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One of the ideas I have run across is to prepare salads and meals ahead of time and store them in canning jars. Send the hubby off to work with his lunch layered all pretty in a canning jar. All he has to do is shake and it’s ready! And to get rid of all that plastic in your kitchen (which I have been doing the past few years – Tupperware is gone!) and replace it with glass. You can easily store leftovers in canning jars. And you can re-heat in them, too. You’d be surprised where I have found lots of my glassware! Garage sales, thrift shops, online sales, deals at my local store….I have slowly replaced all my plastic bowls and storage with glass. It is cleaner, and it does not leach chemicals into your food. I am trying to also not use the microwave. Boy oh boy, that is one convenience it is going to be hard to stop using, but I am determined.

Hebrews 11:7 “It was by faith that Noah built a large boat to save his family from the flood. He obeyed God, who warned him about things that had never happened before. By his faith Noah condemned the rest of the world, and he received the righteousness that comes by.”

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I am also stocking up on all sorts of provisions (food, staples, TP, water, my oils and supplements, etc). The weather predictions for this winter are fierce. So many warnings about tons of snow, wind, and very cold temperatures. The Farmer’s Almanac is warning people in the East that last year winter took a vacation! With the storm bearing down on Florida right now, news stories have shown empty shelves in grocery stores and crowded highways as people flee the storm. This year looks to be particularly rough for the east coast, and rainy on the west coast. For us, the Almanac tells us it will be a bit cooler, but also milder insofar as snow is concerned. Except that the old timers around here are warning everyone to be prepared, and that this winter will be extremely cold and there will be lots of snow. Who do you listen to? Well, Noah listened to the Lord and sadly enough, no one else was listening. I keep getting pushed, from somewhere inside of me, to store up food, water, blankets, a generator, extra flashlights and batteries. I think it is the Lord, pushing me to be smart. A local man said to get battery-powered radios, too! We have tons of firewood. At least we think we do. I certainly hope we don’t have to go through all the wood we have stockpiled this season. If we do, I am not sure how we’ll come out the other side! We have a lot of wood. It would be a life-changing winter, that is for sure!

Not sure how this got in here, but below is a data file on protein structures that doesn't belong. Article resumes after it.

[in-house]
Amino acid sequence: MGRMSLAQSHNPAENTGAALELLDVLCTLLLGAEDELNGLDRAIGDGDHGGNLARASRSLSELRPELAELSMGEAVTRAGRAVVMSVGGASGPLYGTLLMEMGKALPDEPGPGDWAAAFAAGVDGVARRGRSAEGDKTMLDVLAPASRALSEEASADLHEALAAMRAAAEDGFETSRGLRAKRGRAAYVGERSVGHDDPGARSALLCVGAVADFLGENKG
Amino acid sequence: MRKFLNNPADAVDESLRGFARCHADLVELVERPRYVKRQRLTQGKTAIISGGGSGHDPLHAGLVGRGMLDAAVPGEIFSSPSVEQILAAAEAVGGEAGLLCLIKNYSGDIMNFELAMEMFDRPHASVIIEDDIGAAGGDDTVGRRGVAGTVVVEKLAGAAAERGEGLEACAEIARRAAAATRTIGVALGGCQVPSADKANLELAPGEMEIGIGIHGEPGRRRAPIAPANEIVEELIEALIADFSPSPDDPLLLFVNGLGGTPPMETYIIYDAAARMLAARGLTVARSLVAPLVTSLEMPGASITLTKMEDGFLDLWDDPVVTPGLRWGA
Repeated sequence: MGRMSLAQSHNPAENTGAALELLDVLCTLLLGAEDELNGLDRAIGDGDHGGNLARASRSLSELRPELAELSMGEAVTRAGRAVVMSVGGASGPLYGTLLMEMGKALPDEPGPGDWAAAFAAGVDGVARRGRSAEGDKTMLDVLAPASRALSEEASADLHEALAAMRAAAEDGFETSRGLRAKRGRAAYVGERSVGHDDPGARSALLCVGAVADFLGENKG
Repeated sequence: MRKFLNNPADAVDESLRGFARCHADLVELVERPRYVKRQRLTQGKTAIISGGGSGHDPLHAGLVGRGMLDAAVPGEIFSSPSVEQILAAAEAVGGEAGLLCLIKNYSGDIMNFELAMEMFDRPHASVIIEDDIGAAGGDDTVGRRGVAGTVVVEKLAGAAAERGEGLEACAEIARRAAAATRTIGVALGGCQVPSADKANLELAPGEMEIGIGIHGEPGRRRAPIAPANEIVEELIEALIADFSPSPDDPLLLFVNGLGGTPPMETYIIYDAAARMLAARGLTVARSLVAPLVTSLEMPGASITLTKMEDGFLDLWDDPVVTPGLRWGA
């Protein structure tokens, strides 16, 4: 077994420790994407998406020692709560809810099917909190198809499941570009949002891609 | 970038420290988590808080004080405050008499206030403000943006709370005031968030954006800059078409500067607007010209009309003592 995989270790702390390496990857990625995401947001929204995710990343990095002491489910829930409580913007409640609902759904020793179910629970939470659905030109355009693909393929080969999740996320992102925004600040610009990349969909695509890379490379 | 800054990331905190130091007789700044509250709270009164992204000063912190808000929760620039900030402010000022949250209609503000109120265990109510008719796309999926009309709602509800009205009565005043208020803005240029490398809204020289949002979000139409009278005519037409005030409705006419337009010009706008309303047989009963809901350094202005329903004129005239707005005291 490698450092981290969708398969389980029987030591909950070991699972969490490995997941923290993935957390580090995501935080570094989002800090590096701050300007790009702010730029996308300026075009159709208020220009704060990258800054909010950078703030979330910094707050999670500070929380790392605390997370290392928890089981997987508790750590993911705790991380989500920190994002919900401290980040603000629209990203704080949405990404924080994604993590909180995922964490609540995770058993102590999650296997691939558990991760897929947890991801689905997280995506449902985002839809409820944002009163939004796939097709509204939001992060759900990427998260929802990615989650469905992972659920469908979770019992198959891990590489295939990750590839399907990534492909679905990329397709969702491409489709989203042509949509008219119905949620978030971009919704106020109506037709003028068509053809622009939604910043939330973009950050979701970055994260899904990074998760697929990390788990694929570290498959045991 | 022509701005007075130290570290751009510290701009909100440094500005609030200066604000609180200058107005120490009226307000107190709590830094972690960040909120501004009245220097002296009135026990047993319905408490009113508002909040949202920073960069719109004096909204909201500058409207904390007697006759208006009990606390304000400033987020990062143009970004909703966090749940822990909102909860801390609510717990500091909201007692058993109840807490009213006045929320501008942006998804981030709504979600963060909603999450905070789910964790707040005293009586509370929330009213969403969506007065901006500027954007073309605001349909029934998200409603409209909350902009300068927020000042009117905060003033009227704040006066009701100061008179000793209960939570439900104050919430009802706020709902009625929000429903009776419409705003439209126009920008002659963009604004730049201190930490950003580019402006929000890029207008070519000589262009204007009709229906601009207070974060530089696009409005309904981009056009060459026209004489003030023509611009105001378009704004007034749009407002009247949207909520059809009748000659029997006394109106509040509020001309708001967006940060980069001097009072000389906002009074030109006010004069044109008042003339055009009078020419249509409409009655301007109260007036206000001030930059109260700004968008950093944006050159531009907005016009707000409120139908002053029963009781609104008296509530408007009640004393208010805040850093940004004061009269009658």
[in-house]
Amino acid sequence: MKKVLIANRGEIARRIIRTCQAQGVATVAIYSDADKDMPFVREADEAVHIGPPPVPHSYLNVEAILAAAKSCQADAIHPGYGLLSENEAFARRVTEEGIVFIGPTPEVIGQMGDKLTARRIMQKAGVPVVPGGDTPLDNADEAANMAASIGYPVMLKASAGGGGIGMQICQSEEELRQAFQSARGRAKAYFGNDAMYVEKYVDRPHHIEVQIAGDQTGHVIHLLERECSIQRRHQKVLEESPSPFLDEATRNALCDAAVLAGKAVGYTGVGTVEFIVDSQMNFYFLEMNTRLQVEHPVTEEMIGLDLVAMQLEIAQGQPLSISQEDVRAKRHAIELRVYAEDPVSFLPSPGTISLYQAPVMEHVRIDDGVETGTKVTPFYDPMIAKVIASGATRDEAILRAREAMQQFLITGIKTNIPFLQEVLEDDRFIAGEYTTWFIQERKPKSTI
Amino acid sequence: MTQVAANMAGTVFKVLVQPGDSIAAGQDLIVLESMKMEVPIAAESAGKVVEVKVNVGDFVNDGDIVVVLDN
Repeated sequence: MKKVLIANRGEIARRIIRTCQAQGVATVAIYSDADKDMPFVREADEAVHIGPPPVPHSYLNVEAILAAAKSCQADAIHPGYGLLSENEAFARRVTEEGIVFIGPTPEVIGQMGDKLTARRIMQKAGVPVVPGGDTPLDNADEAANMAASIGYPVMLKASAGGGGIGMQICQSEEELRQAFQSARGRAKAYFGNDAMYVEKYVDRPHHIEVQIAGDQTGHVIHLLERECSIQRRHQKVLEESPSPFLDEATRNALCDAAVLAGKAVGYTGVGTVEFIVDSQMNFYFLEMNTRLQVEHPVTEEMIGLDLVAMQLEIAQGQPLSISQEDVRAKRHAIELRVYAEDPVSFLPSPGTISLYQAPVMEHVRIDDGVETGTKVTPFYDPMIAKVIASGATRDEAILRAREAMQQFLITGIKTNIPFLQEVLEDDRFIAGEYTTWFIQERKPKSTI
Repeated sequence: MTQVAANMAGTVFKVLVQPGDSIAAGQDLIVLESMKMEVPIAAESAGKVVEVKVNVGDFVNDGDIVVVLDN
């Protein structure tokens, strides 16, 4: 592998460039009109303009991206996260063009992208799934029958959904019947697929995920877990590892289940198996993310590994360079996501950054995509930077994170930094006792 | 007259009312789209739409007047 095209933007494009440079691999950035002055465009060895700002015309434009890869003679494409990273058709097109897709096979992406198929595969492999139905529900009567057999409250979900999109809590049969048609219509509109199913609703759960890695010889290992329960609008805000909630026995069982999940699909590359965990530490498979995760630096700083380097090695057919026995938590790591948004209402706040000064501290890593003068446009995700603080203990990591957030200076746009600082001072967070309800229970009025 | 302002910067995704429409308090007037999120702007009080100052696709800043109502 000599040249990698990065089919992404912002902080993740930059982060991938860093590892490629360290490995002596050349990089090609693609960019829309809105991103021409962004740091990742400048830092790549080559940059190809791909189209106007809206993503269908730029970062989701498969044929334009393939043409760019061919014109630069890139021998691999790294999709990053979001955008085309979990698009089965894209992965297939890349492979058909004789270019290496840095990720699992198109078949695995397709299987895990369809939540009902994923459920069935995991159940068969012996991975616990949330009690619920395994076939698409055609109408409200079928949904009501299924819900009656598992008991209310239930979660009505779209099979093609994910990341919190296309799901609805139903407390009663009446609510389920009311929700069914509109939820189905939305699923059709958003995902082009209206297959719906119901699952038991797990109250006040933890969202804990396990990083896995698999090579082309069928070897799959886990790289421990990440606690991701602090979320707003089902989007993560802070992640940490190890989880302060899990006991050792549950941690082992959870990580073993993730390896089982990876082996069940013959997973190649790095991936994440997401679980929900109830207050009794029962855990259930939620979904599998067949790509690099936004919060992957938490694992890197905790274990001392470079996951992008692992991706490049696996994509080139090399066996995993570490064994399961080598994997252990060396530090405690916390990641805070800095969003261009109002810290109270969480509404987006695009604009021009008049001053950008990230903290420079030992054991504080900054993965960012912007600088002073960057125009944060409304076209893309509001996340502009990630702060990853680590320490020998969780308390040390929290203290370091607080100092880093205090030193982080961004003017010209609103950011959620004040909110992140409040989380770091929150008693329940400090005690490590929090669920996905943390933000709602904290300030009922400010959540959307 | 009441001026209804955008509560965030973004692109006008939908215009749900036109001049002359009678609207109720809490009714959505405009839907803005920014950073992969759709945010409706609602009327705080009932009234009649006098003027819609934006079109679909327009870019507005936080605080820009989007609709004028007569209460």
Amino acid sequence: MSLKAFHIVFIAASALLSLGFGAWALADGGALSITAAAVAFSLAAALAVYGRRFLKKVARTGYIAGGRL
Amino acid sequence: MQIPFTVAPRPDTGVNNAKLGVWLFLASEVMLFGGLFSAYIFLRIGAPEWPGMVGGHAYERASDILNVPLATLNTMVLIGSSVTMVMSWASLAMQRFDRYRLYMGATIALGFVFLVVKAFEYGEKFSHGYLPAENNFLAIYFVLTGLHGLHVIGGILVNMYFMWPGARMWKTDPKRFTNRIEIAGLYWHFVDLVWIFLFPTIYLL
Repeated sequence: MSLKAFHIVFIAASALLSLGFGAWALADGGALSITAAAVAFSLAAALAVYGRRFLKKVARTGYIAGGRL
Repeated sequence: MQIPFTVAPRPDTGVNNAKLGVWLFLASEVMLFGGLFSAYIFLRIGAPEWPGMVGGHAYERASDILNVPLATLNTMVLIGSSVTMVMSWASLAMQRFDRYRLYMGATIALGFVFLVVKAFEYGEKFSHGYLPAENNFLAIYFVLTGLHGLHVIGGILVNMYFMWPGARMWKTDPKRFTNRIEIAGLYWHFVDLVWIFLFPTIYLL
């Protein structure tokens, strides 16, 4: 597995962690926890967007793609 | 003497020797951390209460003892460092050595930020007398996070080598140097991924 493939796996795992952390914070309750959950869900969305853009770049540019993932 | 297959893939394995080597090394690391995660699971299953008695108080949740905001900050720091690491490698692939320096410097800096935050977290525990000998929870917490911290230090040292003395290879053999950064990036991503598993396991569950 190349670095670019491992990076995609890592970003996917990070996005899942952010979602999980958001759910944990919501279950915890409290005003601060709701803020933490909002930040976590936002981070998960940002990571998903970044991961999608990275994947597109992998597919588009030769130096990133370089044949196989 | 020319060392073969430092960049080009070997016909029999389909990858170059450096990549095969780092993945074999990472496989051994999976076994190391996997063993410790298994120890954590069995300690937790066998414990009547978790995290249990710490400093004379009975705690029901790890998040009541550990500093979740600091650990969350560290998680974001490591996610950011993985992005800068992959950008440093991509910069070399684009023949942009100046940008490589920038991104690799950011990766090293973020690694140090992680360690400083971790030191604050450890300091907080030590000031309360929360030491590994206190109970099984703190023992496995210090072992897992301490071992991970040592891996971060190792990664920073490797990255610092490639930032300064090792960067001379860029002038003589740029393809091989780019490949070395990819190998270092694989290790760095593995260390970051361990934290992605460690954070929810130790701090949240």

2 Timothy 4:2-5 “…preach the word; be ready in season and out of season; reprove, rebuke, and exhort, with complete patience and teaching. For the time is coming when people will not endure sound teaching, but having itching ears they will accumulate for themselves teachers to suit their own passions, and will turn away from listening to the truth and wander off into myths. As for you, always be sober-minded, endure suffering, do the work of an evangelist, fulfill your ministry.”

I believe it is part of our calling to share when the Lord calls us to minister to our family, friends, and community. As I share this walk along my health journey with Whole30, I do believe the Lord has asked me to share my struggles at finding a healthy lifestyle, free from chemicals. I found my incredible Essential Oils and supplements…I simply have to share the graces I have found incorporating EO’s into our lives. I cannot just discover these riches and not share them with others. I have this blog, which a couple of people here and there read, and I hope that this venue allows me to touch just one soul, one life. If each of us were to do that, the Lord would smile.

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Matthew 24:42-44 “So you, too, must keep watch! For you don’t know what day your Lord is coming. Understand this: If a homeowner knew exactly when a burglar was coming, he would keep watch and not permit his house to be broken into. You also must be ready all the time, for the Son of Man will come when least expected.”

There is nothing wrong with being smart and being prepared. I am working diligently on my health and our healthy lifestyle. Hearth and home are a part of that. I am looking into ways to store food and to be able to cook food, should our power go out. We live in a relatively wild area (compared to say, New York City) and help could be a long time coming, or not able to reach our area in time to really help us. That is reality (they don’t call it “The Last Frontier” for nothing). And it behooves us all to realistically look at where we live, what is around us, and what we would do if it all comes crashing down.